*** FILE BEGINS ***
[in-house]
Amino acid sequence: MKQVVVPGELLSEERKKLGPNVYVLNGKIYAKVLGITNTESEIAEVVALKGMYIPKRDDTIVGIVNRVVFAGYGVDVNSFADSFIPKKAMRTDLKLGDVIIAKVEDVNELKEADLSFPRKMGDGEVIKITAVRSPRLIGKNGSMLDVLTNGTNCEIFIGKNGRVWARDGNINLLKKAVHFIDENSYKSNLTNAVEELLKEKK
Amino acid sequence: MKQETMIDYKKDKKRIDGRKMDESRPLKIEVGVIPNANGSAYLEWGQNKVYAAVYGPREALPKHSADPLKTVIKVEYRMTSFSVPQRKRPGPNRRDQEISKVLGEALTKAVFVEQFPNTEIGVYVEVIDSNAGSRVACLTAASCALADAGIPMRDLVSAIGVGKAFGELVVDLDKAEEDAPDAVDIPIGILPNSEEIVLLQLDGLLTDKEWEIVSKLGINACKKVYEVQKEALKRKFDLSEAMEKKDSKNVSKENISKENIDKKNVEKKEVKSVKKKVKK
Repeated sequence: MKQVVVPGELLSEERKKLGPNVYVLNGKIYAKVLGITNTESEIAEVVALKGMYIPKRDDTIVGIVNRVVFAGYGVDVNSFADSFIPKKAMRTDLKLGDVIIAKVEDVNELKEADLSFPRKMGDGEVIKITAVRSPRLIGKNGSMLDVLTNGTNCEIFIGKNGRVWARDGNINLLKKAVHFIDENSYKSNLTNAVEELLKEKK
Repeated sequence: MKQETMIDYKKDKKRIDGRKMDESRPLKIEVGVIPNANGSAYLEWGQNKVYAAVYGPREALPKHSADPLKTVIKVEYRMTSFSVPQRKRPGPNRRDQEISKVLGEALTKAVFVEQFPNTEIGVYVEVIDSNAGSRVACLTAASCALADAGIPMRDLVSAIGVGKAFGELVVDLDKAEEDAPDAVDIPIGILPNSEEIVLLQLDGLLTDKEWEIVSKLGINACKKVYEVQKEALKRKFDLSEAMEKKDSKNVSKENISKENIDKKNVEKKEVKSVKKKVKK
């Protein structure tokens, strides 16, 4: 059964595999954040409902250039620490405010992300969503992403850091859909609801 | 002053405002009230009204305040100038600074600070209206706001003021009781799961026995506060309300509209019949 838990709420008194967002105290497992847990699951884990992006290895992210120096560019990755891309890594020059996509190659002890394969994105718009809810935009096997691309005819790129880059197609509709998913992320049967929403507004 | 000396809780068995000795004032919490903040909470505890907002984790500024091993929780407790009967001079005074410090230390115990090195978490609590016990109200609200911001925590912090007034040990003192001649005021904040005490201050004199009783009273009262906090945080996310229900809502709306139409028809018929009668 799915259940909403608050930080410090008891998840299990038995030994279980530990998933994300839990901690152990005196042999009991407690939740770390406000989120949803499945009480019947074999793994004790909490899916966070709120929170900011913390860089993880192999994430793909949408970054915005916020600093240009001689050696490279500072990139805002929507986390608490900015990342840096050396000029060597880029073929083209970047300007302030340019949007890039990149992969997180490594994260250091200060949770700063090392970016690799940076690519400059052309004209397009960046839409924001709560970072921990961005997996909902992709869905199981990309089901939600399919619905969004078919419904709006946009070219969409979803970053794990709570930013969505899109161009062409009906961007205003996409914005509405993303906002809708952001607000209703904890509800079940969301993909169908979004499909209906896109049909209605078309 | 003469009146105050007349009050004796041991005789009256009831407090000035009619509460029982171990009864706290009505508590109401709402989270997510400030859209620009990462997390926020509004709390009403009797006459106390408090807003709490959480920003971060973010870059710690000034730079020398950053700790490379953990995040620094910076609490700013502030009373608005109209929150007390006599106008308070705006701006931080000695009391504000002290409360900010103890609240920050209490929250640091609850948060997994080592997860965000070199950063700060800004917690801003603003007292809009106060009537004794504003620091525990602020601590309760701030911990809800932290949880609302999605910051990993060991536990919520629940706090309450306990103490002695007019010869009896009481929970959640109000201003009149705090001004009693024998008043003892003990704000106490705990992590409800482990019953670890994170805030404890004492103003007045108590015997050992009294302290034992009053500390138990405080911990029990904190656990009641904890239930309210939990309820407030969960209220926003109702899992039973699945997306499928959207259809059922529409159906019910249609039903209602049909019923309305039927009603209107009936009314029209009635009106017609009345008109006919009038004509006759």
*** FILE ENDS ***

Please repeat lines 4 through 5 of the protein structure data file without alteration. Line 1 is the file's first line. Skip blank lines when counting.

Repeated sequence: MKQVVVPGELLSEERKKLGPNVYVLNGKIYAKVLGITNTESEIAEVVALKGMYIPKRDDTIVGIVNRVVFAGYGVDVNSFADSFIPKKAMRTDLKLGDVIIAKVEDVNELKEADLSFPRKMGDGEVIKITAVRSPRLIGKNGSMLDVLTNGTNCEIFIGKNGRVWARDGNINLLKKAVHFIDENSYKSNLTNAVEELLKEKK
Repeated sequence: MKQETMIDYKKDKKRIDGRKMDESRPLKIEVGVIPNANGSAYLEWGQNKVYAAVYGPREALPKHSADPLKTVIKVEYRMTSFSVPQRKRPGPNRRDQEISKVLGEALTKAVFVEQFPNTEIGVYVEVIDSNAGSRVACLTAASCALADAGIPMRDLVSAIGVGKAFGELVVDLDKAEEDAPDAVDIPIGILPNSEEIVLLQLDGLLTDKEWEIVSKLGINACKKVYEVQKEALKRKFDLSEAMEKKDSKNVSKENISKENIDKKNVEKKEVKSVKKKVKK